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Chapter 21: The Thigh, Hip, Groin, and Pelvis Jennifer Doherty-Restrepo, MS, LAT, ATC Academic Program Director, Entry-Level ATEP Florida International.

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Presentation on theme: "Chapter 21: The Thigh, Hip, Groin, and Pelvis Jennifer Doherty-Restrepo, MS, LAT, ATC Academic Program Director, Entry-Level ATEP Florida International."— Presentation transcript:

1 Chapter 21: The Thigh, Hip, Groin, and Pelvis Jennifer Doherty-Restrepo, MS, LAT, ATC Academic Program Director, Entry-Level ATEP Florida International University Acute Care and Injury Prevention

2 Anatomy of the Thigh Review



5 Quadriceps Insertion at proximal patella via common tendon Pre-patellar tendon Rectus femoris = bi-articulate muscle Only quad muscle that also crosses the hip Extends knee and flexes the hip Important: distinguish between knee extensors and hip flexors Injury evaluation Treatment and rehabilitation programs

6 Cross the knee joint posteriorly All hamstrings, except the short of head of the biceps femoris, are bi-articulate Crosses the hip joint as well Forces dependent upon position of both knee and hip Important: distinguish between knee flexors and hip extensors Injury evaluation Treatment and rehabilitation programs Hamstrings

7 Thigh Injuries: Quadriceps Contusions Etiology MOI = severe impact, direct blow Extent (depth) of injury depends upon… Force Degree of thigh relaxation Signs and Symptoms Pain, transitory loss of function, immediate effusion (palpable) Graded = superficial to deep Increased loss of function Decreased ROM Decreased strength 1 - 4

8 Management RICE NSAID’s and analgesics Crutches, if indicated Aspiration of hematoma Ice post exercise or re-injury Follow-up care ROM exercises PRE in pain-free ROM Modalities Heat Massage Ultrasound to prevent myositis ossificans Thigh Injuries: Quadriceps Contusions

9 Etiology Formation of ectopic bone MOI = repeated blunt trauma May be the result of improper thigh contusion treatment (too aggressive) Signs and Symptoms X-ray shows Ca ++ deposit weeks post injury Pain, weakness, swelling, tissue tension, point tenderness, and decreased ROM Management Treatment must be conservative May require surgical removal Thigh Injuries: Myositis Ossificans Traumatica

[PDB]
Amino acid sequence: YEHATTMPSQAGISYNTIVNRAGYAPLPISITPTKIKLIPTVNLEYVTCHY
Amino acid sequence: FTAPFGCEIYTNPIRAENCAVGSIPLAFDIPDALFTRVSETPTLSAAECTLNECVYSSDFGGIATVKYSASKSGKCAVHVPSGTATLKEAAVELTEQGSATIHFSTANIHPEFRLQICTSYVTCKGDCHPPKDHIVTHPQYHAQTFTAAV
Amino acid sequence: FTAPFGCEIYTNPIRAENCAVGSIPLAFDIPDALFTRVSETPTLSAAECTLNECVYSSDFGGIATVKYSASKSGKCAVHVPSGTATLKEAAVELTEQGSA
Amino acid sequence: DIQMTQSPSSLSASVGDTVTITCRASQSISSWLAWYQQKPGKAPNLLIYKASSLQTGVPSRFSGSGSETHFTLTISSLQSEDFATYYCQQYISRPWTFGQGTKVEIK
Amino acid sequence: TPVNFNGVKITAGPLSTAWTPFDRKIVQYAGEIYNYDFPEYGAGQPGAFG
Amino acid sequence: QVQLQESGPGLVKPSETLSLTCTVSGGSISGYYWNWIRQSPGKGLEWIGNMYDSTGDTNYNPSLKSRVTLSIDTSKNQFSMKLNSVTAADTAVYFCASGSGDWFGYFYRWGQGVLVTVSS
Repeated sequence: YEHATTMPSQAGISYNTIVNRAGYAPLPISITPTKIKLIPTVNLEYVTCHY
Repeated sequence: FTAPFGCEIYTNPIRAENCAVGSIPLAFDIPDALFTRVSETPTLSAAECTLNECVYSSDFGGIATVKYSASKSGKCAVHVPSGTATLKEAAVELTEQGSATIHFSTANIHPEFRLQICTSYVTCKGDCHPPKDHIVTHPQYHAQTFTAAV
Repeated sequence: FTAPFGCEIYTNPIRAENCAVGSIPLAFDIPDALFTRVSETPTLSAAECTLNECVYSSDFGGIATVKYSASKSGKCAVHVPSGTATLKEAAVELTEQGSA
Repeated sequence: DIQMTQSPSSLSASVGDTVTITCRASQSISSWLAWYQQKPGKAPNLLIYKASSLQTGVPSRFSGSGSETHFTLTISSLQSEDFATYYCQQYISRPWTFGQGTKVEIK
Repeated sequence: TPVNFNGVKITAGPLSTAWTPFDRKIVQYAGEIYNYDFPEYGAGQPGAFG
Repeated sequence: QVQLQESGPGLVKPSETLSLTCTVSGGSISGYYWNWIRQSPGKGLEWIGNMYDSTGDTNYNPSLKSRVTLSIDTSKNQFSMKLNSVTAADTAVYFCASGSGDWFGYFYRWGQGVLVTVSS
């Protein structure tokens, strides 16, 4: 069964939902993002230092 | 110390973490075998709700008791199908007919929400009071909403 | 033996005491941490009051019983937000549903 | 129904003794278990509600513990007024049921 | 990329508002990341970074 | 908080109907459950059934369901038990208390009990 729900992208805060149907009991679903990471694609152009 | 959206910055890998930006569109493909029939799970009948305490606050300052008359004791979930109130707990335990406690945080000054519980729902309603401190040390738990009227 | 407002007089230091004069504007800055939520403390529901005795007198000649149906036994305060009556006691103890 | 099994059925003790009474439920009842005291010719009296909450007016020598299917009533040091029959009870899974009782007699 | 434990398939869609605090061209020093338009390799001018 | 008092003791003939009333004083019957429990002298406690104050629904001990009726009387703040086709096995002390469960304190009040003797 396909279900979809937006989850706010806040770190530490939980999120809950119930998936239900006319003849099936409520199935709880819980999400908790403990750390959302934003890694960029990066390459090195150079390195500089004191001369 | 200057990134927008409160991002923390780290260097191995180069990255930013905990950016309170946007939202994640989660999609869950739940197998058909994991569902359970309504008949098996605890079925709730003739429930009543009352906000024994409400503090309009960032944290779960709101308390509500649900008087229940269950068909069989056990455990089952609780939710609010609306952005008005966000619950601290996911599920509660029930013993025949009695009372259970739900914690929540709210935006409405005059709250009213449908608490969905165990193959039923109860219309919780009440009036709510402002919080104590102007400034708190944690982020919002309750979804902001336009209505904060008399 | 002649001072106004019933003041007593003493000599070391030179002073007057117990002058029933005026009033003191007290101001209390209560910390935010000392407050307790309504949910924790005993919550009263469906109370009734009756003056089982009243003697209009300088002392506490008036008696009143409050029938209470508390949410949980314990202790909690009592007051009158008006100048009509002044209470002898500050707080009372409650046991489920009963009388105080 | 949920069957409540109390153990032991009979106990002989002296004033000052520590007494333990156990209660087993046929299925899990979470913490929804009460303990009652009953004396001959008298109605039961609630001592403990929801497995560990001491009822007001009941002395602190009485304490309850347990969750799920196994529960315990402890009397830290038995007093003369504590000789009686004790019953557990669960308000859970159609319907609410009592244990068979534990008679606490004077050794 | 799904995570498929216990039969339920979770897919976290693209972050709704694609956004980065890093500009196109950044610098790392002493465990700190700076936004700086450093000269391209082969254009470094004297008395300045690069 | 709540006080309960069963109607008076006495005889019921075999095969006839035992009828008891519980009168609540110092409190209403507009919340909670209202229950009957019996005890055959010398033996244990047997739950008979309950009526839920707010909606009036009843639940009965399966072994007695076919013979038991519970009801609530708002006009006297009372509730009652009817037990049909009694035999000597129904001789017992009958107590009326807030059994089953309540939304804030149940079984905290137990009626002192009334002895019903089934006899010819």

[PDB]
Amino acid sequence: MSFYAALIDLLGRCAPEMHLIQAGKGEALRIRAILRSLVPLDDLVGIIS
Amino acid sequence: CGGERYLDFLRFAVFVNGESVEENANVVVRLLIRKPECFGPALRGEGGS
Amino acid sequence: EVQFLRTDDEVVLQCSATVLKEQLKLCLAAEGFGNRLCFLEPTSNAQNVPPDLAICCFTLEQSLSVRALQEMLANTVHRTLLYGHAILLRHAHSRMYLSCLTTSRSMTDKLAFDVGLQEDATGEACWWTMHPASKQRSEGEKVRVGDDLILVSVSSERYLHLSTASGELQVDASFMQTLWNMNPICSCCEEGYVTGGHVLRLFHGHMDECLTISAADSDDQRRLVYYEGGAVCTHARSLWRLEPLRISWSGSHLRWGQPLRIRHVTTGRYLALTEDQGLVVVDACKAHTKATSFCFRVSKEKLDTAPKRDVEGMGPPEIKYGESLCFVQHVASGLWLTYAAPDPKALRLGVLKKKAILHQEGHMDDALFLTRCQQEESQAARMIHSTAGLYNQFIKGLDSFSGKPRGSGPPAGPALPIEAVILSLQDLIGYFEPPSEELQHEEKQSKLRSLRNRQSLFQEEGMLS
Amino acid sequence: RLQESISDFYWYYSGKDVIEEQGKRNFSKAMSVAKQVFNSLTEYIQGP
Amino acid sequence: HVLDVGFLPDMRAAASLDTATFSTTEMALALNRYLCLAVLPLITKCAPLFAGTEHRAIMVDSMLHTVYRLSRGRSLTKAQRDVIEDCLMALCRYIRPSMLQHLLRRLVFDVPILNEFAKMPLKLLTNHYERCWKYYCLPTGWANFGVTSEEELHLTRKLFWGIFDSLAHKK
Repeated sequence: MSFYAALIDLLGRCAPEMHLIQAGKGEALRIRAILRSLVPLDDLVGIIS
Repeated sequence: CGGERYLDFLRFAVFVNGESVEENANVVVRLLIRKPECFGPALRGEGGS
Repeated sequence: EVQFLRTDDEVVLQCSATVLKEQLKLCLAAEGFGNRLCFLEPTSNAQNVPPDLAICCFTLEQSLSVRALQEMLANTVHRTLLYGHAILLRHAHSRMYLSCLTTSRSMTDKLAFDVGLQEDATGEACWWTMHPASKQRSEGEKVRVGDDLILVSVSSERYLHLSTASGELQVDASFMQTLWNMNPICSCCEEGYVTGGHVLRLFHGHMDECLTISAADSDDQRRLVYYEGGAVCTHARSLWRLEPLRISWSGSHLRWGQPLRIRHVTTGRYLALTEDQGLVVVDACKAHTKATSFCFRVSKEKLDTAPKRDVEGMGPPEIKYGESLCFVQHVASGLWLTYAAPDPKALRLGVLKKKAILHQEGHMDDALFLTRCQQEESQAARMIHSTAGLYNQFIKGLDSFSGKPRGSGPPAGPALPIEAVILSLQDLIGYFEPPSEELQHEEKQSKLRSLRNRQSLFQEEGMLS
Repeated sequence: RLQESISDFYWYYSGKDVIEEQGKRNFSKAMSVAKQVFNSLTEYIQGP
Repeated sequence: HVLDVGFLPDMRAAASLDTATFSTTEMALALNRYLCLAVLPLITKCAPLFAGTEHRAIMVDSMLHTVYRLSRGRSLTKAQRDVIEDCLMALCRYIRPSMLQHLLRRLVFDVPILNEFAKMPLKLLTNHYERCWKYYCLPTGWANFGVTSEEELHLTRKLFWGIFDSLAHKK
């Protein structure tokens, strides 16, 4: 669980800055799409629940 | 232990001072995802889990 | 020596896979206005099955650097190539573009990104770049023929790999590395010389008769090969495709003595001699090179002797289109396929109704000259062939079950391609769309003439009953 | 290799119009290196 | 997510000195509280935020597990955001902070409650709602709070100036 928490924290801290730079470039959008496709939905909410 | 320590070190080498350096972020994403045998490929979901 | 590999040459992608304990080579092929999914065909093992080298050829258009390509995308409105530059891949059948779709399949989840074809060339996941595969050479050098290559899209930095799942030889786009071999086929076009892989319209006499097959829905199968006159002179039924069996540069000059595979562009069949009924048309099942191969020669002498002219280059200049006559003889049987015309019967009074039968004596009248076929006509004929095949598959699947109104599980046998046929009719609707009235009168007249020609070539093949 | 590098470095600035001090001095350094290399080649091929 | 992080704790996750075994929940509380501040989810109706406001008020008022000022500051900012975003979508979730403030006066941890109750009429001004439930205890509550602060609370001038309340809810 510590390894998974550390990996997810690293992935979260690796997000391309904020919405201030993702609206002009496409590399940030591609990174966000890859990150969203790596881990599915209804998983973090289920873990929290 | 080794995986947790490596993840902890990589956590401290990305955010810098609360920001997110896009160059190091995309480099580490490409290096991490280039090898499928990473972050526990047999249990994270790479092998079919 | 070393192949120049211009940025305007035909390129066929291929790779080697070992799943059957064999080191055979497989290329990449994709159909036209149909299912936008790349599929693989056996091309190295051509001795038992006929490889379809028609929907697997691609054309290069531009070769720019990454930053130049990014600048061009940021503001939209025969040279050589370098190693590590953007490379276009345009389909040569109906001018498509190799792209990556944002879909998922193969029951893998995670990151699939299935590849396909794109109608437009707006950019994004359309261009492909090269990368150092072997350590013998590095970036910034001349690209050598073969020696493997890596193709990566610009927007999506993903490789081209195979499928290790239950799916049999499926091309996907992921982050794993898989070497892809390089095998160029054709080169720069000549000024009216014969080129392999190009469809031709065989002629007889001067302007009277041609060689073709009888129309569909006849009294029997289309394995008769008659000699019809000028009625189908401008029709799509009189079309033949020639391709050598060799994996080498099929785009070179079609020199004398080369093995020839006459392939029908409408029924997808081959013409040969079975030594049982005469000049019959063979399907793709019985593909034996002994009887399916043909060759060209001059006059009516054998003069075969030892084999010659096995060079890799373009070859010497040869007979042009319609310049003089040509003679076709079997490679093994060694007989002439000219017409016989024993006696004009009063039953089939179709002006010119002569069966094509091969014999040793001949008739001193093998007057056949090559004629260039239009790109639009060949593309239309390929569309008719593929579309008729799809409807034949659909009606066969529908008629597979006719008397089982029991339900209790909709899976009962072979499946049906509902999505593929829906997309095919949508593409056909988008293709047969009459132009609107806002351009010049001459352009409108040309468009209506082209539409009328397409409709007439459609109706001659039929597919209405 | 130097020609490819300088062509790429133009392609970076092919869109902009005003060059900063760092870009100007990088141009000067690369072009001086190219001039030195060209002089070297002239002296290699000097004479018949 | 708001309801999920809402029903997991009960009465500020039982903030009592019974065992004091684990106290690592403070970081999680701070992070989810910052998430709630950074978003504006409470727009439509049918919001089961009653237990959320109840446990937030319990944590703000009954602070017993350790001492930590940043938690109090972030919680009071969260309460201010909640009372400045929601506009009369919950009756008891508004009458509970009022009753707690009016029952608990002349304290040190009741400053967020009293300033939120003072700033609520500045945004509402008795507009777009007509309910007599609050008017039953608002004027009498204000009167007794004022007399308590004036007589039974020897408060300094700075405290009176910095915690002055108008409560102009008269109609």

10 Etiology MOI = over-stretching or too forceful contraction Signs and Symptoms Pain, point tenderness, spasm, loss of function, and ecchymosis Superficial strain results in fewer S&S than deeper strain Complete tear results in deformity Athlete displays little disability and discomfort Thigh Injuries: Quadriceps Muscle Strain

11 Management RICE NSAID’s and analgesics Manage swelling Compression, crutches Stretching PRE strengthening exercises Neoprene sleeve for added support Thigh Injuries: Quadriceps Muscle Strain

12 Etiology: multiple theories of injury Hamstrings and quadriceps contract together Change from hip extender to knee flexor Fatigue Posture Leg length discrepancy Lack of flexibility Strength imbalances Thigh Injuries: Hamstring Muscle Strains

13 Signs and Symptoms Pain in muscle belly or point of attachment Capillary hemorrhage Ecchymosis Grade 1 Pain with movement Point tenderness <20% of fibers torn Grade 2 Partial tear <70% of fibers torn Sharp snap or tear Severe pain Loss of function Grade 3 Rupture of tendinous or muscular tissue >70% muscle fiber tearing Severe hemorrhage Disability Edema Loss of function Ecchymosis Palpable mass or gap

14 Thigh Injuries: Hamstring Muscle Strains Management RICE, NSAID’s and analgesics Modalities PRE exercises When soreness is eliminated, focus on eccentrics strengthening Recovery may require months to a full year Scaring increases risk of injury recurrence of Grade I Do not resume full activity until complete function restored Grade 2 and 3 Should treat conservatively Gradual return to stretching and strengthening in later stages of healing

15 Etiology Fracture in middle third of femoral shaft MOI = great deal of force Signs and Symptoms Pain, swelling, deformity, muscle guarding Leg with fx positioned in hip adduction and ER Leg with fx may appear shorter Management Medical emergency! Treat for shock, splint, refer Analgesics and ice Thigh Injuries: Acute Femoral Fractures